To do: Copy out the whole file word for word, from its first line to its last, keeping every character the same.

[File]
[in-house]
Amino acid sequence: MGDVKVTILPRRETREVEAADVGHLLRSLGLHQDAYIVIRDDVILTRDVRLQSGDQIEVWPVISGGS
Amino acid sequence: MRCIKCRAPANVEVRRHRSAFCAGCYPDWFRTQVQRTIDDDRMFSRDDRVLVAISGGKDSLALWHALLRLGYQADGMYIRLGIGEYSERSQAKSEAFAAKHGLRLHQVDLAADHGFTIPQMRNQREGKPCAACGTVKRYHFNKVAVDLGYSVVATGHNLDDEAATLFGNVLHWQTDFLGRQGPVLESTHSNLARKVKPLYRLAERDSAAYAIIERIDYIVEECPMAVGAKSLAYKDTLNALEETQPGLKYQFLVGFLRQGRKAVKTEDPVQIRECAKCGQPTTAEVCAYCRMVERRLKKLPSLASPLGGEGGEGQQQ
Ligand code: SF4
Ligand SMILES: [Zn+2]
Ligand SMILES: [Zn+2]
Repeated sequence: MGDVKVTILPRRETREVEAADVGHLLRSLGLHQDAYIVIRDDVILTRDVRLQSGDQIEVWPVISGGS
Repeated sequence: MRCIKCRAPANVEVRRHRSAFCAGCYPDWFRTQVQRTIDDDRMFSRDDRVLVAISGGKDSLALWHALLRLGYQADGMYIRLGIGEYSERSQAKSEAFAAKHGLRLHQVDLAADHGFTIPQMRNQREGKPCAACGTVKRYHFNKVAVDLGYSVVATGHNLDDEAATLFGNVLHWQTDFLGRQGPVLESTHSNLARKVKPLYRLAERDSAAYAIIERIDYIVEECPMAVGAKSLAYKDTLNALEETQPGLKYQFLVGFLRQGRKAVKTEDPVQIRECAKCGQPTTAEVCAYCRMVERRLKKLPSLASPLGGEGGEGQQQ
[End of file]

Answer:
[in-house]
Amino acid sequence: MGDVKVTILPRRETREVEAADVGHLLRSLGLHQDAYIVIRDDVILTRDVRLQSGDQIEVWPVISGGS
Amino acid sequence: MRCIKCRAPANVEVRRHRSAFCAGCYPDWFRTQVQRTIDDDRMFSRDDRVLVAISGGKDSLALWHALLRLGYQADGMYIRLGIGEYSERSQAKSEAFAAKHGLRLHQVDLAADHGFTIPQMRNQREGKPCAACGTVKRYHFNKVAVDLGYSVVATGHNLDDEAATLFGNVLHWQTDFLGRQGPVLESTHSNLARKVKPLYRLAERDSAAYAIIERIDYIVEECPMAVGAKSLAYKDTLNALEETQPGLKYQFLVGFLRQGRKAVKTEDPVQIRECAKCGQPTTAEVCAYCRMVERRLKKLPSLASPLGGEGGEGQQQ
Ligand code: SF4
Ligand SMILES: [Zn+2]
Ligand SMILES: [Zn+2]
Repeated sequence: MGDVKVTILPRRETREVEAADVGHLLRSLGLHQDAYIVIRDDVILTRDVRLQSGDQIEVWPVISGGS
Repeated sequence: MRCIKCRAPANVEVRRHRSAFCAGCYPDWFRTQVQRTIDDDRMFSRDDRVLVAISGGKDSLALWHALLRLGYQADGMYIRLGIGEYSERSQAKSEAFAAKHGLRLHQVDLAADHGFTIPQMRNQREGKPCAACGTVKRYHFNKVAVDLGYSVVATGHNLDDEAATLFGNVLHWQTDFLGRQGPVLESTHSNLARKVKPLYRLAERDSAAYAIIERIDYIVEECPMAVGAKSLAYKDTLNALEETQPGLKYQFLVGFLRQGRKAVKTEDPVQIRECAKCGQPTTAEVCAYCRMVERRLKKLPSLASPLGGEGGEGQQQ